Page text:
In light of the growing anti-Christian sentiment rising in many areas of America, Canada and Europe, if we do not stand together we face a very serious risk of falling separately. A house divided against itself still cannot stand, and it is prudent to remember the words of Martin Niemoller, a Lutheran pastor during the Nazi years:

"In Germany they first came for the Communists, and I didn't speak up because I wasn't a Communist. Then they came for the trade unionists, and I didn't speak up because I wasn't a trade unionist. Then they came for the Jews, and I didn't speak up because I wasn't a Jew. Then they came for the Catholics, and I didn't speak up because I was a Protestant. Then they came for me — and by that time no one was left to speak up."

Niemoller’s warning is no less dire today than it was when he first penned those words. If Christians – members of Christ’s Body, all – do not find a way to focus on what unifies us instead of what divides us, we will fail in Christ's charge to the Church to evangelize the world because we have spent our energies and resources fighting each other.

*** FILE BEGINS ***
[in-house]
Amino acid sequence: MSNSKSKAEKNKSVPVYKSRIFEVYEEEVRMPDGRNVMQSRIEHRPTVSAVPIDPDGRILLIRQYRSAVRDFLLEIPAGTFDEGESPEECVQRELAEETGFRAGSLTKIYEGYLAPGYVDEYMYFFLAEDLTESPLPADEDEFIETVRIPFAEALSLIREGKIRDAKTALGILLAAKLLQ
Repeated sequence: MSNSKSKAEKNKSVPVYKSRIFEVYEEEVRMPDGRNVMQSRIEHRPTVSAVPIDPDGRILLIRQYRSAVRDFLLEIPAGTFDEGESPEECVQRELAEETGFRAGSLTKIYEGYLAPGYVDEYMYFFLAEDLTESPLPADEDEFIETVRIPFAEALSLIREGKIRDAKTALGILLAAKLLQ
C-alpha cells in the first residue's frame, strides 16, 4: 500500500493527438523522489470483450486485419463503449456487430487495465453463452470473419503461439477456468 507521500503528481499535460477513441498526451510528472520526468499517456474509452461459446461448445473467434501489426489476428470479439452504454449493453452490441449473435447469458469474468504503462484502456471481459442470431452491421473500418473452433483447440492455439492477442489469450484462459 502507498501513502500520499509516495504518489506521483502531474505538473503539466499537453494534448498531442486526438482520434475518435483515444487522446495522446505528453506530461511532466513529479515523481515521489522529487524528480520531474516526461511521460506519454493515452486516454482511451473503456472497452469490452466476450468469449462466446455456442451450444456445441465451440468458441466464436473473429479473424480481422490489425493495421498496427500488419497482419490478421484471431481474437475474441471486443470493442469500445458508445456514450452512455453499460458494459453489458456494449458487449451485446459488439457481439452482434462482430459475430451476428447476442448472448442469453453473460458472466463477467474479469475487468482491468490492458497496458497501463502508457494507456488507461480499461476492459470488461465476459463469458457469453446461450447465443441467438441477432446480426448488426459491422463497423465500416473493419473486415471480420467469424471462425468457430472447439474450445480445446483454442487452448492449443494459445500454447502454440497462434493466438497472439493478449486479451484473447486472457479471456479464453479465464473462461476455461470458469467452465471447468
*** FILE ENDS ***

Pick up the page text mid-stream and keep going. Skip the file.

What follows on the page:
Questions for Reflection:

1. If you are a Protestant or Orthodox Christian reading this study, have you ever researched answers to your questions about Catholic theology? If not, why not?

You may have difficulty finding Protestant-friendly internet sites for information, so feel free to ask me your questions.

2. If you are a Catholic Christian reading this study, have you ever researched why Protestants and Orthodox Christians believe as they do about the Eucharist, the papacy, Confession, the Blessed Mother, and other distinctively Catholic concepts? If not, why not?

You may have difficulty finding Catholic-friendly internet sites for information, so feel free to ask me your questions.

No comments: